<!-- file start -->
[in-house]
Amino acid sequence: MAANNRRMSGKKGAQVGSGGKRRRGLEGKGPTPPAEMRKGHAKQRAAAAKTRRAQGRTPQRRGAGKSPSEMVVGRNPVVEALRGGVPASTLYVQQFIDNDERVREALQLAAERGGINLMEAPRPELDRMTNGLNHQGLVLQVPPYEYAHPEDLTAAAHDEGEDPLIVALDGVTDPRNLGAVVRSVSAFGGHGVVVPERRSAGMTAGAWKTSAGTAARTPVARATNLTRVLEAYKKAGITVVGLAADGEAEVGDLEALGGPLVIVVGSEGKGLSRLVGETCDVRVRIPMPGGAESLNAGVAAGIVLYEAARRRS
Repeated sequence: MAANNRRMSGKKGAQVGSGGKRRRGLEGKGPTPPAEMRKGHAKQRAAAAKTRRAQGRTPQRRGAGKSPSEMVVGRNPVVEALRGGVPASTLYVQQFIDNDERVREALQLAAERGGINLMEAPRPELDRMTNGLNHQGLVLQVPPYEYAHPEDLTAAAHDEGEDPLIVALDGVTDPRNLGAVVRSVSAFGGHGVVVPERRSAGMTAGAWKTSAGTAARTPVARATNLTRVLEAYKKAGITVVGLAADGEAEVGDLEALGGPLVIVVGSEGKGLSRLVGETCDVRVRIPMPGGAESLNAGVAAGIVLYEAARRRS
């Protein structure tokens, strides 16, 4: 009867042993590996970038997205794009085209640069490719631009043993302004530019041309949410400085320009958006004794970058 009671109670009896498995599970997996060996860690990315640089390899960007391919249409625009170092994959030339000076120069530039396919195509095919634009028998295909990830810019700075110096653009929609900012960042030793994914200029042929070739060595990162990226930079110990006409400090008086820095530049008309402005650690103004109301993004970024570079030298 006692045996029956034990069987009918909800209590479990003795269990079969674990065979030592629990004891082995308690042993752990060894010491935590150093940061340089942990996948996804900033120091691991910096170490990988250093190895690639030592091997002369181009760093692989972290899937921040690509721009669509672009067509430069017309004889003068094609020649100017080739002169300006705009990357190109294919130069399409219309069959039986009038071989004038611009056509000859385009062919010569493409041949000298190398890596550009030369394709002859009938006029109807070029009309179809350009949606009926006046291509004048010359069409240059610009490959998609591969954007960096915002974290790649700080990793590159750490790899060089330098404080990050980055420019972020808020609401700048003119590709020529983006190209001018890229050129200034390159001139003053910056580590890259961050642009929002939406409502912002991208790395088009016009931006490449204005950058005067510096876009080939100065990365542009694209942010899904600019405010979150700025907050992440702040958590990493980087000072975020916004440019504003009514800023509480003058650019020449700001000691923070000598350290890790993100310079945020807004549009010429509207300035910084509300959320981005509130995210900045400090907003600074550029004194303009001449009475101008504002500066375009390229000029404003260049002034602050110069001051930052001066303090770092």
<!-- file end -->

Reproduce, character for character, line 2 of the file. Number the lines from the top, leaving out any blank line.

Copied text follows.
Amino acid sequence: MAANNRRMSGKKGAQVGSGGKRRRGLEGKGPTPPAEMRKGHAKQRAAAAKTRRAQGRTPQRRGAGKSPSEMVVGRNPVVEALRGGVPASTLYVQQFIDNDERVREALQLAAERGGINLMEAPRPELDRMTNGLNHQGLVLQVPPYEYAHPEDLTAAAHDEGEDPLIVALDGVTDPRNLGAVVRSVSAFGGHGVVVPERRSAGMTAGAWKTSAGTAARTPVARATNLTRVLEAYKKAGITVVGLAADGEAEVGDLEALGGPLVIVVGSEGKGLSRLVGETCDVRVRIPMPGGAESLNAGVAAGIVLYEAARRRS